Turkmenistan–Afghanistan–Pakistan–India Pipeline or TAPI project has its genesis in 1990s when the newly independent Turkmenistan started looking for customers for its oil and gas reserves.
The governments of Pakistan and Turkmenistan agreed on the proposal of a pipeline that would transfer natural gas to Pakistan. This agreement took place in 1995. Similar to other high stake-high return international projects, this was heavily promoted by international oil and gas exploration companies. In this case, it was the US firm Unocal.
The project was seen as a great achievement of the newly independent Central Asian states. With the help of the elder brother, the Kingdom of Saudi Arabia and assisted by the US, the vision of a complex of pipelines crisscrossing the entire central Asian and lower regions was imagined.
However, in order to get the gas from Turkmenistan to Pakistan, the pipeline has to go through Afghanistan. This was a bit of a downer because Afghanistan was then rules by Taliban, a vicious band of barbarians that stood against the noble ideas of democracy, human rights and justice. Also they were considered the Enemy of Freedom Loving People.
Some very sharp and under the table maneuvering was required and this was exactly what happened. The US Ambassador to Pakistan, Robert Oakley retired in 1991. He joined the relatively unknown Central Asia Gas Pipeline, a company that was setup to actually setup and run the TAPI project. This happened in 1997 and in 1998, Taliban in a surprise move decided to let the whole thing proceed through their occupied territories.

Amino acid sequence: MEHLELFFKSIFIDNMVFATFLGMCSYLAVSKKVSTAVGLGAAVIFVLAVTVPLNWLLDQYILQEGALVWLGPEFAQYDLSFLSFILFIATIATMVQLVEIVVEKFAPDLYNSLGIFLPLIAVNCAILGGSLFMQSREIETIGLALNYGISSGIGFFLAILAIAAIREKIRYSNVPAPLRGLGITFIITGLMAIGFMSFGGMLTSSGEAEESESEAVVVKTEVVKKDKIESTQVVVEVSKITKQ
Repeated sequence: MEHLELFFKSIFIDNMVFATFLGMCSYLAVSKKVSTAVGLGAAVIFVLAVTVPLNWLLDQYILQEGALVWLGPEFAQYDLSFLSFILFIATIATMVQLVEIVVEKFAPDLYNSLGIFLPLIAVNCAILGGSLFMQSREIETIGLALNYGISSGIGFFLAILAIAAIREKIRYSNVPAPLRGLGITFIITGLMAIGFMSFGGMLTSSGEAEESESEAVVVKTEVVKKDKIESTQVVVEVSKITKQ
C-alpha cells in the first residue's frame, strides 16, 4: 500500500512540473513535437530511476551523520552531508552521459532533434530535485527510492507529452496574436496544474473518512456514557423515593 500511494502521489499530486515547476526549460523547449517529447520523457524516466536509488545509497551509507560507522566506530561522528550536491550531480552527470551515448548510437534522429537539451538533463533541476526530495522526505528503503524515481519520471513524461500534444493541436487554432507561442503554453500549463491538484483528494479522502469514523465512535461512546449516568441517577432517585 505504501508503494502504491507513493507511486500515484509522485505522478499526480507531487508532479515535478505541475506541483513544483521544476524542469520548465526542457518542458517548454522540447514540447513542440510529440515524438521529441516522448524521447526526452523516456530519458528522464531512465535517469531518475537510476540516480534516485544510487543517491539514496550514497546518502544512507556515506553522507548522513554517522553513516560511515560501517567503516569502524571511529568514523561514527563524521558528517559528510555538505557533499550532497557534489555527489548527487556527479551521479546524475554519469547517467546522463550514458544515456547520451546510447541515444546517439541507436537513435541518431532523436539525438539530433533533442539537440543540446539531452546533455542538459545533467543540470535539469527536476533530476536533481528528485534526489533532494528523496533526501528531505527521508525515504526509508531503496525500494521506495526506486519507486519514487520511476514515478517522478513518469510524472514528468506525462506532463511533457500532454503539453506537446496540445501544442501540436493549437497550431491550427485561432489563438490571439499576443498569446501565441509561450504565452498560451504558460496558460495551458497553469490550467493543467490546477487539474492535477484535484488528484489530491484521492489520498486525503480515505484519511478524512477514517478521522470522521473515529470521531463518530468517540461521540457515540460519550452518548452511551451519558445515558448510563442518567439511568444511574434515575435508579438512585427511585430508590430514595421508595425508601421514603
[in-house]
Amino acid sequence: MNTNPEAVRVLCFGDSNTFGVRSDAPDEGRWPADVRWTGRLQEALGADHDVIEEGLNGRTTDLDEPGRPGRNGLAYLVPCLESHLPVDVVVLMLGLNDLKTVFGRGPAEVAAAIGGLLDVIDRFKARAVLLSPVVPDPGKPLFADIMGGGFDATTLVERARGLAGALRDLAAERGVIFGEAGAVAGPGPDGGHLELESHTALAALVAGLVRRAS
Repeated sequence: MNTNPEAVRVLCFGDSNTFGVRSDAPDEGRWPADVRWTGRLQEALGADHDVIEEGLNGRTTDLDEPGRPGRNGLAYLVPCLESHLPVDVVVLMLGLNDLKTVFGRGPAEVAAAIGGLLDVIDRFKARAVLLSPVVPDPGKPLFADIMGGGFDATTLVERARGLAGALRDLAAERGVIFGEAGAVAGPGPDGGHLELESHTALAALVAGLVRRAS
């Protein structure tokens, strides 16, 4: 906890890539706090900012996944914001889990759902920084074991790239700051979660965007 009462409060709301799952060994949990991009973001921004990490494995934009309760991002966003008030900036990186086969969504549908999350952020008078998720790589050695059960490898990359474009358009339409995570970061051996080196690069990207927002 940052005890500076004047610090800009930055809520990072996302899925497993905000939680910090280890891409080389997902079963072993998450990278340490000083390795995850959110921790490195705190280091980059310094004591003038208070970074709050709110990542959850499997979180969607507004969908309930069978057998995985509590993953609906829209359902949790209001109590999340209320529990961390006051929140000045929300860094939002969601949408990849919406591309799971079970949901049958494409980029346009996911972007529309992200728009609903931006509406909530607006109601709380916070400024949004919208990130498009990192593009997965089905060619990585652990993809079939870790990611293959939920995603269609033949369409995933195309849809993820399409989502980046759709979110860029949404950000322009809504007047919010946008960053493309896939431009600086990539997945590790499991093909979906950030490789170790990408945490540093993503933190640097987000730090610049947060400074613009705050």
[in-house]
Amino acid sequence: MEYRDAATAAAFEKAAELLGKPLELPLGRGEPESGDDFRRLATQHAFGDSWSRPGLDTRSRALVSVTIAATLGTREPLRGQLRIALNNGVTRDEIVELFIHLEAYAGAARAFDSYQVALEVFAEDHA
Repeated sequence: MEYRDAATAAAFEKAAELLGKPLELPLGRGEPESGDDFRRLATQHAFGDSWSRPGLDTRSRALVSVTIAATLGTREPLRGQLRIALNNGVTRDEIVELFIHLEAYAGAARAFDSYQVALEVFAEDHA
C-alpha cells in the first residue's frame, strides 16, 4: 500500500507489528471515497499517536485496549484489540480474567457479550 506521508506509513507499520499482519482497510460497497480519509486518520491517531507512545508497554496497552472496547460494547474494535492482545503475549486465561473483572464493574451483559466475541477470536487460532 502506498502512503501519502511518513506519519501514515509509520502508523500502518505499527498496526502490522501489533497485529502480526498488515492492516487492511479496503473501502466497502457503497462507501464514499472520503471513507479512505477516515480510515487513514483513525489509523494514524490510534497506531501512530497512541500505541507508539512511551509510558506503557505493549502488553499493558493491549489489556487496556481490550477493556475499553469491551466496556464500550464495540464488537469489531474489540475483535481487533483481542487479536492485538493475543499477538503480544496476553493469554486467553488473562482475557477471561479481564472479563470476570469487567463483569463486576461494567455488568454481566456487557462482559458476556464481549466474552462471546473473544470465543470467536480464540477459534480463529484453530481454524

Then 9/11 happened and the world was changed forever. The entire project was put in a deep freeze as enemies became friends and friends became the new enemies.
The entire project was doomed to be buried deep in bureaucratic compost pile. However, it happened that the region was going through severe energy shortages and there was no fix to the problem in sight. Someone somewhere remembered the long forgotten TAPI idea and dusted off the agreements.
In 2008, the former participants of the agreements, Pakistan, Afghanistan and India met to discuss the whole thing from scratch. The result was the birth of a framework that took two whole years to be acceptable to the three countries.
Despite this, the three countries have been in disagreement over several key issues namely transit fees, contact points and transfer infrastructure. India and Afghanistan in particular have fallen out of the deal because of these disagreements.
The current status of the project can be summed up in one word: Unsure. The project has been reduced to a minor pipeline between Pakistan and Iran. There is no infrastructure or budget allocation by any of the participants. Indeed Iran-Pakistan pipeline is a separate project that is not funded by the monetary allocations of TAPI.
For Pakistan, in particular, the need for power overrides the fear of international sanctions. The recent flurry in Iran-Pakistan Pipeline is not without cause. Pakistan needs a source of power to drive its power generation sector. Even if its partners squabble over who will get how much of the pie, Pakistan is (and MUST!) go ahead with its deal with Iran.